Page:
Although I read this book back in January, I never remembered to post a review. Maybe it’s because I typically read more books per month than I review and some titles just slip through the cracks… but I prefer to think my subconscious was just saving this review for Banned Books Week!
I think this book is a likely target for would-be censors for a couple of reasons. Not only are there the typical objectionable language and sexual situations that many people cite when challenging a book, but there is also the fact that the entire story revolves around Leonard Peacock’s plans to carry out a murder-suicide. I understand that some people worry about teens being impressionable and mimicking the behavior of a character in a book, but I take umbrage with that reasoning. After all, studies have shown that fiction can actually teach kids empathy.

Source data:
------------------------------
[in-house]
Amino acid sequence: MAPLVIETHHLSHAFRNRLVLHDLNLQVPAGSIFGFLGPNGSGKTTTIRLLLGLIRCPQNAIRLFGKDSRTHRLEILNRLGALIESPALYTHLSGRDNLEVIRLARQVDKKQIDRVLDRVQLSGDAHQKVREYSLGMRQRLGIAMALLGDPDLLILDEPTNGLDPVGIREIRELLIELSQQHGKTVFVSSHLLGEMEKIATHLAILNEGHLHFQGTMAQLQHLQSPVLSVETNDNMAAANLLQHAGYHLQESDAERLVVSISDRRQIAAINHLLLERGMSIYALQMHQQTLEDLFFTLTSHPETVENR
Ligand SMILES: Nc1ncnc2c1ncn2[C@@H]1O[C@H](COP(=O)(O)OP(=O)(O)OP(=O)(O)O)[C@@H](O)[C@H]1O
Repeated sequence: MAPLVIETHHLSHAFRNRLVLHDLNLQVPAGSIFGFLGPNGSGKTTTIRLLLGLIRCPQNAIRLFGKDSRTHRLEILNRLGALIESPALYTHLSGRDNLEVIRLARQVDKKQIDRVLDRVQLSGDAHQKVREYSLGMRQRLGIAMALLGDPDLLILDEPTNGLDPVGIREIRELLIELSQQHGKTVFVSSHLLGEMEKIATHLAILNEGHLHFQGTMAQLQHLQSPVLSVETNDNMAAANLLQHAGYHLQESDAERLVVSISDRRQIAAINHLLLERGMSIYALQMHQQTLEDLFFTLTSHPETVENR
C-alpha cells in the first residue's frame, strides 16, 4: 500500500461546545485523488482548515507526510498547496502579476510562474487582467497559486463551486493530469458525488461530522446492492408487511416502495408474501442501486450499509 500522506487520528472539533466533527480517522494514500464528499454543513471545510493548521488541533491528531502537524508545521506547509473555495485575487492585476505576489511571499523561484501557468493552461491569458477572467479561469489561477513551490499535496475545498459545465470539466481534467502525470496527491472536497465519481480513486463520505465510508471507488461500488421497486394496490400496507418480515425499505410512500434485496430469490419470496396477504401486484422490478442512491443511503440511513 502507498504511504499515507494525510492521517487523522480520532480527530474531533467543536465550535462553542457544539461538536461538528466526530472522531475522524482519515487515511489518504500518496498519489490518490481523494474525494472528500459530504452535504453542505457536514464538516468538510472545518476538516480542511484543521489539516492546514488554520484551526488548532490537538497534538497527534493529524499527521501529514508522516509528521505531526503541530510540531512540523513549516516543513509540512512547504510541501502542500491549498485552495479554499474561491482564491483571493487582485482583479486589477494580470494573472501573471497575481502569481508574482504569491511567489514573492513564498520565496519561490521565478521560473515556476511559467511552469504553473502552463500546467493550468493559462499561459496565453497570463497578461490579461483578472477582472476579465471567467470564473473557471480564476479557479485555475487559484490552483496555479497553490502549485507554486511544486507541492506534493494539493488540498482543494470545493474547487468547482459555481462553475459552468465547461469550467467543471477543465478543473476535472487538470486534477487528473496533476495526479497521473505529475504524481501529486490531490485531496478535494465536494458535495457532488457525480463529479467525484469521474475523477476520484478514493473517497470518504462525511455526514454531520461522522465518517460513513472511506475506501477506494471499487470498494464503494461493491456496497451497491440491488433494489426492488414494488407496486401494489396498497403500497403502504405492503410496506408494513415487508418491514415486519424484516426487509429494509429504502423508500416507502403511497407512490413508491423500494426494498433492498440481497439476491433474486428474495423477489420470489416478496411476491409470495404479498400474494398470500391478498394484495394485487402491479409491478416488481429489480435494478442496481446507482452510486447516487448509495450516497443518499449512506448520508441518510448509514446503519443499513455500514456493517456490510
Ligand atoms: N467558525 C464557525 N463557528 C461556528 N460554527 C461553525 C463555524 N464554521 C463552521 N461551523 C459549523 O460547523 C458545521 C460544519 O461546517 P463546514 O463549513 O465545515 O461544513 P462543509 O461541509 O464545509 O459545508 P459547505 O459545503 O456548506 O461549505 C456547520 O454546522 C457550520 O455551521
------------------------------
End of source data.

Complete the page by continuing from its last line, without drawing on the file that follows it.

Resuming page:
While I agree, in theory, that it would be nice to be able to shield children from all of the terrible things that exist in our world, I recognize that it’s impossible. Instead, I feel that it’s important to be open and honest so that my kids and the kids/teens I work with at my library feel comfortable enough to come to me if and when they find themselves in a troubling situation. Rather than keeping this book out of the hands of teens for fear that a troubled teen who reads this book will decide to plan his/her own murder-suicide, I believe it is extremely important to make this book available. Why? Because I believe in the power of biliotherapy and think it is much more likely that teens who are struggling will learn from Leonard’s various mistakes, including his mistaken belief that he should end his life rather than seeking help. Readers who enjoyed 13 Reasons Why should definitely check this one out.